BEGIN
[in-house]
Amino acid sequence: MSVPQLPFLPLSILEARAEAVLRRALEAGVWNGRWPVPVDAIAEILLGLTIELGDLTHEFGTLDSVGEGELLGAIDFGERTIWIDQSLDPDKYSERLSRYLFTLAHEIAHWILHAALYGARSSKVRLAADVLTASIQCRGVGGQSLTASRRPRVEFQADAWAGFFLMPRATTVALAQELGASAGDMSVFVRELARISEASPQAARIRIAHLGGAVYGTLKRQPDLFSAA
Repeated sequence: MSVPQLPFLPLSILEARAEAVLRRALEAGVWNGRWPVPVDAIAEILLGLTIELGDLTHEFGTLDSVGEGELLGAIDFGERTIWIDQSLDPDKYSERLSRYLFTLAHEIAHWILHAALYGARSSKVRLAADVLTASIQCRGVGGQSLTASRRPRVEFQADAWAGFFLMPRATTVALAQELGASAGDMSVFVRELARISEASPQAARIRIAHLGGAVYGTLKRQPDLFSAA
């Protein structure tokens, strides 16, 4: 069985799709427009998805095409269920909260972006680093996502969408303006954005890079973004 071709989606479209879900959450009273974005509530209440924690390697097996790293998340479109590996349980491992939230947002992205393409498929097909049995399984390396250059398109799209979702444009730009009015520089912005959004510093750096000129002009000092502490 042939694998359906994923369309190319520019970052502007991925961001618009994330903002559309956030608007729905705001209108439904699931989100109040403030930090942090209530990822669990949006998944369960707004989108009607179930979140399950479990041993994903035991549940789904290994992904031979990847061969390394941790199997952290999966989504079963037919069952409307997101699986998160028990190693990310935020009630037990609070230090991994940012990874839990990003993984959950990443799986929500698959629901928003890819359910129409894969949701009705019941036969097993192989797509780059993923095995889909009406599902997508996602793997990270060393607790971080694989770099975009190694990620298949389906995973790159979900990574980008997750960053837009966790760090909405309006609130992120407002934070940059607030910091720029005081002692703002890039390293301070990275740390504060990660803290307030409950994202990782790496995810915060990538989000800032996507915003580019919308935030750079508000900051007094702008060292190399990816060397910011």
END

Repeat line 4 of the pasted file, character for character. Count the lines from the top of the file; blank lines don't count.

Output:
């Protein structure tokens, strides 16, 4: 069985799709427009998805095409269920909260972006680093996502969408303006954005890079973004 071709989606479209879900959450009273974005509530209440924690390697097996790293998340479109590996349980491992939230947002992205393409498929097909049995399984390396250059398109799209979702444009730009009015520089912005959004510093750096000129002009000092502490 042939694998359906994923369309190319520019970052502007991925961001618009994330903002559309956030608007729905705001209108439904699931989100109040403030930090942090209530990822669990949006998944369960707004989108009607179930979140399950479990041993994903035991549940789904290994992904031979990847061969390394941790199997952290999966989504079963037919069952409307997101699986998160028990190693990310935020009630037990609070230090991994940012990874839990990003993984959950990443799986929500698959629901928003890819359910129409894969949701009705019941036969097993192989797509780059993923095995889909009406599902997508996602793997990270060393607790971080694989770099975009190694990620298949389906995973790159979900990574980008997750960053837009966790760090909405309006609130992120407002934070940059607030910091720029005081002692703002890039390293301070990275740390504060990660803290307030409950994202990782790496995810915060990538989000800032996507915003580019919308935030750079508000900051007094702008060292190399990816060397910011």